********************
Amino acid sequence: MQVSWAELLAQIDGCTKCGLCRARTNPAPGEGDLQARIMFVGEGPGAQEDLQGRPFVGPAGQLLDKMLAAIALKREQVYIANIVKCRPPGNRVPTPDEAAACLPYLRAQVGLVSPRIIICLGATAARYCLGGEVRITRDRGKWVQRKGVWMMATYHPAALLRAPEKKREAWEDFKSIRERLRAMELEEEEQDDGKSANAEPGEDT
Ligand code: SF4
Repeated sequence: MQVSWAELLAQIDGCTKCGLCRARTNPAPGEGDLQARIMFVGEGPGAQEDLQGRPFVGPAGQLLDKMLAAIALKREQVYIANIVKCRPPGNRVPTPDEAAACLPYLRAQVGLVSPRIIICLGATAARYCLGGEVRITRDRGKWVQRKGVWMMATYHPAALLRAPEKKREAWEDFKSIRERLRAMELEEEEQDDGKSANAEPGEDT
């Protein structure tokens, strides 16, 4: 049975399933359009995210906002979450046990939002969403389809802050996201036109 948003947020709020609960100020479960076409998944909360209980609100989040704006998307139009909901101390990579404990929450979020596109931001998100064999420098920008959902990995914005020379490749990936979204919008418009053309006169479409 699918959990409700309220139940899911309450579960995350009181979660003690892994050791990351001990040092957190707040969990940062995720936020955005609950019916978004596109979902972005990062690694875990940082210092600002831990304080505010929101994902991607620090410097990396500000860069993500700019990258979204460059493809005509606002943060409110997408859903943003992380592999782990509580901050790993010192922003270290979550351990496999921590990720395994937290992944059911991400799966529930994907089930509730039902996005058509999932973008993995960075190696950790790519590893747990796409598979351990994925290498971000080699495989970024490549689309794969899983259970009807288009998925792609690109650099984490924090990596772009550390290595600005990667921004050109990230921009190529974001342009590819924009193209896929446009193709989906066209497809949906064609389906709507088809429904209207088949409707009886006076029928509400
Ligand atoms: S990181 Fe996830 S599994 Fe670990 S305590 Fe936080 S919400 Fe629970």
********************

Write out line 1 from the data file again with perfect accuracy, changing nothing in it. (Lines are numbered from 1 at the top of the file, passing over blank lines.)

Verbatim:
Amino acid sequence: MQVSWAELLAQIDGCTKCGLCRARTNPAPGEGDLQARIMFVGEGPGAQEDLQGRPFVGPAGQLLDKMLAAIALKREQVYIANIVKCRPPGNRVPTPDEAAACLPYLRAQVGLVSPRIIICLGATAARYCLGGEVRITRDRGKWVQRKGVWMMATYHPAALLRAPEKKREAWEDFKSIRERLRAMELEEEEQDDGKSANAEPGEDT